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Post-2015 Consensus: Climate Change Perspective, Mendelsohn

Summary

The optimal solution to the greenhouse gas problem minimizes the sum of the climate damage and the cost of mitigation over the long run, but the current UN initiative is not even close to achieving this. There are three key insights which emerge. First, mitigation cost should be balanced against climate damage; second, as marginal damage increases with higher concentrations of greenhouse gases, so marginal cost should also rise; and third, the marginal cost of mitigation should be equated across all emitters.

However, there are serious political difficulties, as the objective for each country is not necessarily what is best for the world overall. Thus, without international cooperation, individual countries have very little incentive to reduce emissions. Damages and costs are very difficult to estimate and lowest cost strategies call for long term commitments which are alien to most politicians and voters. The long delay between action and damage also raises questions about discounting.

Developed and emerging economies are each responsible for about 45% of emissions and must do most of the mitigation. But there is no silver bullet, and a portfolio of technologies is needed. Energy conservation, a move from coal to gas, renewable energy sources, bioenergy and nuclear power can all make contributions. Carbon capture and storage is also an important part of the solution, but the feasibility of the technology on a large scale must still be assessed. Finally, using forests for sequestration is cost effective, but using woody biomass as part of a bioenergy and carbon capture (BECCS) solution is expensive.

The most important insight from economics is that the cost of mitigation rises rapidly the more stringent the target. The cost of meeting a target of a maximum 5°C rise is about $10 trillion. Reducing this to 4° adds a further $10 trillion, but going down to 3° would cost $40 trillion, and to 2°, $100 trillion. The world is not yet ready for a large scale cost effective mitigation program, and the more aggressive targets do not allow for such delays.

In practice, a large fraction of the potential damage from climate change can be avoided by adaptation. Indeed, this is hard to prevent, since all sections of society have an incentive to do so.

However, there are still a number of types of damage which would occur, with reduction in global food production being the most feared. Coastal impacts – affecting areas where a large fraction of the world’s population and infrastructure are found – could also be large, but coastal cities could be relatively easily protected. Forests, on the other hand, are expected to prosper in a warmer, wetter world with more CO2, while the increased demand for cooling would be one of the biggest damages of global warming. On balance, ecosystem changes are likely to be modest, as are the overall health effects. However, there remains the possibility of a catastrophe, such as the melting of the Greenland and Antarctica ice sheets, which would take place slowly but double the cost of damage from sea level rise.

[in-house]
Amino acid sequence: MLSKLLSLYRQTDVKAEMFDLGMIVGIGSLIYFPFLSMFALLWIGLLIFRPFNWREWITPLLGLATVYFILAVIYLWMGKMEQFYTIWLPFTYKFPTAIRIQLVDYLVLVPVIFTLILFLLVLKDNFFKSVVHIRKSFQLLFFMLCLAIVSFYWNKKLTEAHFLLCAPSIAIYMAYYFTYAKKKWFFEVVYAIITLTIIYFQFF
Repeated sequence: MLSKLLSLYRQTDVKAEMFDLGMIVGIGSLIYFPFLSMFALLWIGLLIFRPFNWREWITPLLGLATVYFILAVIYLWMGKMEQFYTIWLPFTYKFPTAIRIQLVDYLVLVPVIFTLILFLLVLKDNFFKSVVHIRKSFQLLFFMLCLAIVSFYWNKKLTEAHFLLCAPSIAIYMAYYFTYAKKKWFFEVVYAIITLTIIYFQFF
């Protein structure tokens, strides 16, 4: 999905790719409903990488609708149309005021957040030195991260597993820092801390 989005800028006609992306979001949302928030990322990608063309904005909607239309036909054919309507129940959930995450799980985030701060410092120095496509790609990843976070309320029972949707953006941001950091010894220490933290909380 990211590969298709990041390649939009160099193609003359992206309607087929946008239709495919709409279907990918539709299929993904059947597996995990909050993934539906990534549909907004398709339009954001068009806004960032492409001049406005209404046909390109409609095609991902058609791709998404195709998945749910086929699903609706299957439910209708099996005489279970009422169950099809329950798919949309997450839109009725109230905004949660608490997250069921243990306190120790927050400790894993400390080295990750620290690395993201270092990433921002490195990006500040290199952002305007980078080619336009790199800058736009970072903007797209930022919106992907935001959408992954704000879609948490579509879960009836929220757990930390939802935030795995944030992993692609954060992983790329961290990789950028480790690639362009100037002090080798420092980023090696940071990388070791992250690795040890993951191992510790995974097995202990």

Summing all these effects, we see that small amounts of warming are unlikely to cause large damages. However, the net impact is likely to be harmful above a 2° rise and the cost of this would reach $100 billion a year by the time 3° was reached and $1 trillion for a 4° rise.

This essay argues that the present 2° limit is too stringent and does not justify the $100 trillion cost. The worst effects would only occur over 4° and the present value of a program to keep to this limit would be $20 trillion. However, any mitigation program is unlikely to be equitable and some compensation to poorer, low latitude countries in the form of help to diversify their economies would also be needed.

Finally, an insurance program is needed in case the effect of warming does indeed turn out to be greater than we estimate. This would be in the form of a program of geoengineering which could be implemented quickly if climate change turned out to be worse than expected.